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Hundreds of San Antonians march in 100 degree heat to protest SCOTUS abortion decision

Thousands of San Antonians braved the blistering heat Friday June 25 to protest the U.S. Supreme Court's decision to overturn Roe v. Wade.
Bonnie Petrie
Hundreds of San Antonians braved the blistering heat Friday June 25 to protest the U.S. Supreme Court's decision to overturn Roe v. Wade.

The United States erupted in protests over the weekend as people infuriated by the Supreme Court’s decision to overturn Roe v. Wade took to the streets.

The chant, “my body, my choice” thundered through the canyons of concrete and glass of downtown San Antonio.

People of all kinds and all ages marched in the still searing early evening sunshine Friday to protest the high court’s decision to upend a 50 year precedent protecting abortion access in all 50 states.

“And that has a huge effect not just on us in our uteruses, but every decision that came after Roe versus Wade that came from our right to protect privacy,” said 27-year-old Brandi Miller. She was marching, in part, to vent her frustration with the ruling.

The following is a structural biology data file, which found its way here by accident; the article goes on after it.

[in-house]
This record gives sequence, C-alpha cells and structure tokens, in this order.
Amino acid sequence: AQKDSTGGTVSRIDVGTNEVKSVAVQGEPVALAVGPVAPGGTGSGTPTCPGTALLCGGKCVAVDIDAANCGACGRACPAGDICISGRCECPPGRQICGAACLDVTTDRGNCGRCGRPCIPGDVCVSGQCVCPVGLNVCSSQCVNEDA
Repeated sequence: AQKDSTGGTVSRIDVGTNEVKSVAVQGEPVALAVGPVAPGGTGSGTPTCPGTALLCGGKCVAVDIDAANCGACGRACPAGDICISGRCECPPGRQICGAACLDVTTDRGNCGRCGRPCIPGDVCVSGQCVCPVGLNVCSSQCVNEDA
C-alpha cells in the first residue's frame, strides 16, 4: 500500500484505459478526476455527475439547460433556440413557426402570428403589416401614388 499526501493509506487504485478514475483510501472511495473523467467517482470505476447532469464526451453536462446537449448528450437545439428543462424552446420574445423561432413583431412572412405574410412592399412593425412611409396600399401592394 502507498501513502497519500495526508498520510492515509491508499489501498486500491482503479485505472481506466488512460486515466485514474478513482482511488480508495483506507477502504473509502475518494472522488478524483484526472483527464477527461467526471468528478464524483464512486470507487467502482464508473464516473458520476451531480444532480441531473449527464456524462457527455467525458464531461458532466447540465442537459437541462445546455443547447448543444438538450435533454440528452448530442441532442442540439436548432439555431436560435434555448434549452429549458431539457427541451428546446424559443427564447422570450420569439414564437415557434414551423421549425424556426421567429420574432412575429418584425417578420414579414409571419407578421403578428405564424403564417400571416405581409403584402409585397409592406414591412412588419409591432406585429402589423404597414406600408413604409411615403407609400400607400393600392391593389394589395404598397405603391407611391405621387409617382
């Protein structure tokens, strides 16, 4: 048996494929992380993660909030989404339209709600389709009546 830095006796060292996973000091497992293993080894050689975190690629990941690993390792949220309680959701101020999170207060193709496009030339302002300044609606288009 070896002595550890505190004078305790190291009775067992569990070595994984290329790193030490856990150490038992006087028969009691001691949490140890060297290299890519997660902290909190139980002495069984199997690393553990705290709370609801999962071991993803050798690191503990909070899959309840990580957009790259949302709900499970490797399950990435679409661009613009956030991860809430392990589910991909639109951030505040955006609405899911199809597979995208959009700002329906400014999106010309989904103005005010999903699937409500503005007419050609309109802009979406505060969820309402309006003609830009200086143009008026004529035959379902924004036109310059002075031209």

“But also to at least force them to look for even a second – a fraction of a second – will do more than saying nothing,” Miller said.

For 57-year-old Mary Jane Berman, the decision to protest was deeply personal.

“Not only did I have to make this terrible decision at one point in my life, but it breaks my heart that my daughter and my granddaughter cannot now legally make that decision,” Berman said.

She recounted the difficult circumstances surrounding her abortion, without shame.

“Mine was as a result of a sexual assault that was very traumatic in my early teens. And had I not been able to do that, the course of my life would have been radically different,” Berman said. “How they can take that away from us at this point in time is unconscionable and absolutely beyond reckoning to me.”